The eruption at Chile's Cordon Caulle volcano diminished Wednesday, scientists reported, but they warned that ash likely would keep spewing out for at least several more days.
That will keep airplanes grounded in parts of Argentina and make it difficult to keep herds healthy in one of Chile's prime dairy regions.
The eruption, which began Saturday, has covered fields, rivers and lakes, blocked roads and forced the evacuation of thousands of people living nearby.
A huge ash plume has meandered across the width of Argentina, forcing airlines and travelers into a continuing state of on-again, off-again flights. By Wednesday evening, the ash had reached Buenos Aires again, hovering at high altitude where it could potentially harm jet engines.
Chilean Agriculture Minister Antonio Galilea said the ash has caused fish kills just north of the volcano by contaminating rivers and lakes, and livestock cannot drink the water.
Some roads and farms are covered by ash up to 29 inches (50 centimeters) deep. Other areas were spared because of prevailing winds.
Vicente Nunez, director of the National Emergency Office, said vulcanologists reported that "there has been a decrease in seismic activity" in the Cordon Caulle, but he cautioned that the decline "is not conclusive." He said the lessening of a volcano's eruption is a process that varies and takes time.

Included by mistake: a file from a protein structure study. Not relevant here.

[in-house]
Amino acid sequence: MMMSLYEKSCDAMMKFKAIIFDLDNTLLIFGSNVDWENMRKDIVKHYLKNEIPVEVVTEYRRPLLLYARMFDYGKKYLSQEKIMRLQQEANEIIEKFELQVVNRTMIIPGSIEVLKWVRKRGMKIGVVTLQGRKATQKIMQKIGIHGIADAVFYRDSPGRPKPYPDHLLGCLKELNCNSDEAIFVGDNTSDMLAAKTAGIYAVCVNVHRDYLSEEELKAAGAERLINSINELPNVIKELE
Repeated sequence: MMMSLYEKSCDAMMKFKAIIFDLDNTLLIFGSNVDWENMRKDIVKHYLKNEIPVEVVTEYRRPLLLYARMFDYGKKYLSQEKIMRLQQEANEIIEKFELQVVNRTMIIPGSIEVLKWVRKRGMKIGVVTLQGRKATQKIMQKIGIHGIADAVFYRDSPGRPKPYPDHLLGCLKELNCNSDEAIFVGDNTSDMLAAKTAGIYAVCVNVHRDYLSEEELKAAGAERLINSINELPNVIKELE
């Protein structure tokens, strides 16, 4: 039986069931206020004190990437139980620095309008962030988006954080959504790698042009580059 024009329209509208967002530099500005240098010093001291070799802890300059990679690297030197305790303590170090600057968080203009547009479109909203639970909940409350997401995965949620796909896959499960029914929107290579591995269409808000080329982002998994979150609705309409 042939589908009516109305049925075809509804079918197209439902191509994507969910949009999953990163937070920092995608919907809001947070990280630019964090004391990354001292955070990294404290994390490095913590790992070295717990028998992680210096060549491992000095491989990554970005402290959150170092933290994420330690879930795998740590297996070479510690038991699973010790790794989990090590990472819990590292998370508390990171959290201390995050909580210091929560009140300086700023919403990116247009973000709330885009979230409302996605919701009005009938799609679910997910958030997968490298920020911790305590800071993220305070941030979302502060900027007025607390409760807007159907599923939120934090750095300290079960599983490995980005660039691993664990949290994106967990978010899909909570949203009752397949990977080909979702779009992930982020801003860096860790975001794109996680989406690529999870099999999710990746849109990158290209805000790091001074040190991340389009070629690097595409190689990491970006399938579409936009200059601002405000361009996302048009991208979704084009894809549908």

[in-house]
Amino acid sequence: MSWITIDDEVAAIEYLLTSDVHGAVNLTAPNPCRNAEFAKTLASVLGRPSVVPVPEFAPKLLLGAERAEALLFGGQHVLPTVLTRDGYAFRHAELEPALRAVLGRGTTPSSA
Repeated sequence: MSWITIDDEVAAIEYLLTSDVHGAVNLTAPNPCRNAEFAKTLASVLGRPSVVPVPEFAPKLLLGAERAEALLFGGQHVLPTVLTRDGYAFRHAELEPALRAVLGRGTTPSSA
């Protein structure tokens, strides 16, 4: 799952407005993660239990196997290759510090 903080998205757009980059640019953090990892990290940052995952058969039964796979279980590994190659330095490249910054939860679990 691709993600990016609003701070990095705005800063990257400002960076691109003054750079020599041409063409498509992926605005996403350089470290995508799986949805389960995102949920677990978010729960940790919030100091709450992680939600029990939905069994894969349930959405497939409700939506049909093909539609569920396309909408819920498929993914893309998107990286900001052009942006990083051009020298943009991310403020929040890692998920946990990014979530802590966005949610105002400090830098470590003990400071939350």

Evacuated residents were being allowed to return briefly to their properties to feed livestock and pets in the region 900 kilometers (560 miles) south of Chile's capital, Santiago.
Galilea said farmers have stored fodder to feed their animals and authorities are prepared to help them if they run out.
"The animals were hungry and we had to feed them from our reserves of grass," said Miguel Oyarzun, a rancher with 50 head of livestock in the GolGol River valley. His fields are covered with ash.
The Cardenal Samore pass linking Chile and Argentina has been closed since the weekend. Public Works Minister Hernan de Solminihac said it will take two days to clear away the ash and snow covering it.
About 4,000 people had been evacuated from more than 22 communities. They began fleeing as swarms of earthquakes Saturday heralded the eruption.
In neighboring Argentina, the winter resort of San Carlos de Bariloche and other nearby towns were clearing out from under the ash Wednesday, but the area's airport was among several airfields that remained closed.
International carriers were rerouting and rescheduling flights to deal with a backlog of cancellations, and keeping close watch on the plume to see which routes in and out of Argentina were safe enough to fly.
Aerolineas Argentinas and Austral, the Argentine state-owned international and domestic airlines, canceled all flights on Tuesday within Argentina as well as to and from other countries because of the threat of ash damaing engines. At least six international carriers also suspended flights between Buenos Aires and cities in the U.S., Europe and South America.